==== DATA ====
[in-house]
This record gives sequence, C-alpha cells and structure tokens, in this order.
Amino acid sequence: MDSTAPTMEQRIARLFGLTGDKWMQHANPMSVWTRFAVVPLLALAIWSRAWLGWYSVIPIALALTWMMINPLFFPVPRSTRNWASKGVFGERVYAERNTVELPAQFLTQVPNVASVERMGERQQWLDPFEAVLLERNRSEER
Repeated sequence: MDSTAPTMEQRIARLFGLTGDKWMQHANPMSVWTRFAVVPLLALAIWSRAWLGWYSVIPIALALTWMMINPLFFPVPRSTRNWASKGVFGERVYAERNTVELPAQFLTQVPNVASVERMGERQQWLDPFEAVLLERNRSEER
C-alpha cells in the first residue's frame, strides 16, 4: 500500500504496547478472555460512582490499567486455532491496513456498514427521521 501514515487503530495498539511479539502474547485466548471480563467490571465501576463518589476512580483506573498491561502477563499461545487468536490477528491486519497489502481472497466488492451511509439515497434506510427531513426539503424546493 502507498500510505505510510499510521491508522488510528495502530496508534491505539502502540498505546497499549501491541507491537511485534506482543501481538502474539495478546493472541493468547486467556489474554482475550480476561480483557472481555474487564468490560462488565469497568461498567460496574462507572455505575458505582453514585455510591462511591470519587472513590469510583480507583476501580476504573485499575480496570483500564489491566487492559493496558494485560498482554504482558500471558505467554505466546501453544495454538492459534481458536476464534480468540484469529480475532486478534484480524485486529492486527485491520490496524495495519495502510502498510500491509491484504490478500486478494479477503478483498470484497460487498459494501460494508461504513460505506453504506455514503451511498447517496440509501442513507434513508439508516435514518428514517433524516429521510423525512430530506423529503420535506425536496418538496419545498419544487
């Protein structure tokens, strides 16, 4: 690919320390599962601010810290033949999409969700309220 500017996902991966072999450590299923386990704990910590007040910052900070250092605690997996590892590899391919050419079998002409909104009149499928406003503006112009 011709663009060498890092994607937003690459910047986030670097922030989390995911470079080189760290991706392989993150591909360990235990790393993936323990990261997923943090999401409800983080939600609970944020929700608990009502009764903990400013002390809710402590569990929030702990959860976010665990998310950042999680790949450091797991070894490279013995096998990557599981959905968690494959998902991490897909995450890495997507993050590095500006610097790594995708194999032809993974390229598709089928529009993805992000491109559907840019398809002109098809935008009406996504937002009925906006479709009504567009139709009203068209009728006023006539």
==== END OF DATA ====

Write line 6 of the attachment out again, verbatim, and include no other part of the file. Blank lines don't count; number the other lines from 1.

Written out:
């Protein structure tokens, strides 16, 4: 690919320390599962601010810290033949999409969700309220 500017996902991966072999450590299923386990704990910590007040910052900070250092605690997996590892590899391919050419079998002409909104009149499928406003503006112009 011709663009060498890092994607937003690459910047986030670097922030989390995911470079080189760290991706392989993150591909360990235990790393993936323990990261997923943090999401409800983080939600609970944020929700608990009502009764903990400013002390809710402590569990929030702990959860976010665990998310950042999680790949450091797991070894490279013995096998990557599981959905968690494959998902991490897909995450890495997507993050590095500006610097790594995708194999032809993974390229598709089928529009993805992000491109559907840019398809002109098809935008009406996504937002009925906006479709009504567009139709009203068209009728006023006539």